Struensee is revealed as a well-meaning coward, the king as an unloved waif imprisoned by his court, and Guldberg as a self-loathing zealot who converts his illicit sexual impulses into a pious crusade.
The lone figure to emerge from the saga with some semblance of self-knowledge is the queen. “She had felt a unique pleasure when she understood for the first time that she could instill terror,” Enquist writes. “But [Struensee] did not. There was something fundamentally wrong with him. Why was it always the wrong people who were chosen to do good?”
The broader question is whether noble ideas alone are enough to improve the world or whether bloodshed is the necessary price of such improvement.
On the one hand, the novel is a celebration of the “Struensee era.” Even as the royal physician’s head is cleaved from his body and left to lie upon a bloody scaffold in a public square, Enquist assures us that the ideas he advocated will endure in the world.
But the scene that haunts Struensee himself as he awaits his fate tells a more complicated story. Here is what happens: At the height of his influence, the royal physician decides to take the king on a tour of the countryside, so that he can witness the conditions under which his subjects actually live.
At dusk, they happen upon a severely beaten teenage serf seated on a wooden trestle. The king, recalling his own abuse, panics. Struensee jumps out of the coach, hoping to secure a pardon for the boy. But a mob of peasants approaches and he grows frightened. Enquist writes, “Reason, rules, titles, or power had no authority in this wilderness. Here the people were animals. They would tear him limb from limb.” It’s a moment of abject personal revelation. Struensee has only the purest of motives, but deep down he mistrusts the very people he is trying to save.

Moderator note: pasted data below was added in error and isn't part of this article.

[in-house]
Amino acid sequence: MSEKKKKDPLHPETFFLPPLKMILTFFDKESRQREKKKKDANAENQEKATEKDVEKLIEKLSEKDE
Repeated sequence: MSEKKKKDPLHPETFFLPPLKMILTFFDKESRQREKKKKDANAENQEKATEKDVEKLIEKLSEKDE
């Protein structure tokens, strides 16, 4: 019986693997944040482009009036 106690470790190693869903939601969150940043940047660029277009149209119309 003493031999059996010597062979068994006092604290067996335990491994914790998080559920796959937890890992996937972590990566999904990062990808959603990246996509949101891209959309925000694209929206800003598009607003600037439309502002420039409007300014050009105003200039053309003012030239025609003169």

The lesson is a bitter one. Reason alone will never tame our savage impulses. Moral progress cannot be issued by fiat, or legislated. It must be enforced at the price of our own valor and conscience and flesh.
Consider the case of America, a land born of war, and liberated from the sin of slavery only at the price of half a million lives. Even today, the basic tenets of the Enlightenment—scientific reason, tolerance, justice—are routinely subverted by a democratically elected ruling class, happy to exploit the tribal grievances and paranoid superstitions of an ignorant and indentured population.
And because I am crazy in this particular way, I find it impossible to read about Struensee without thinking of another enlightened neophyte who came to office promising change only to be stymied by the feverish obstruction of his opponents.
Am I suggesting that President Obama will need to declare war on the reactionary forces of our country to enforce sensible economic, social, and environmental policies? Yeah, with considerable sorrow, I am.
But the genius of Enquist’s novel resides ultimately in its ability to locate moral struggle not only within the upheavals of history but also within the private torment of the soul. “Was that what a human being was?” Struensee wonders. “Both opportunity and a black torch?”
The ultimate war is the one inside us.
Steve Almond spent seven years as a newspaper reporter in Texas and Florida before writing his first book, the story collection My Life in Heavy Metal. His non-fiction book, Candyfreak, was a New York Times Bestseller. His short fiction has been included in The Best American Short Stories and Pushcart Prize anthologies, and his most recent collection, God Bless America, won the Paterson Prize for Fiction. Almond writes commentary and journalism regularly for The New York Times Magazine and The Boston Globe. A former sports reporter and play-by-play man, Almond lives outside Boston with his wife and three children. His most recent book is Against Football.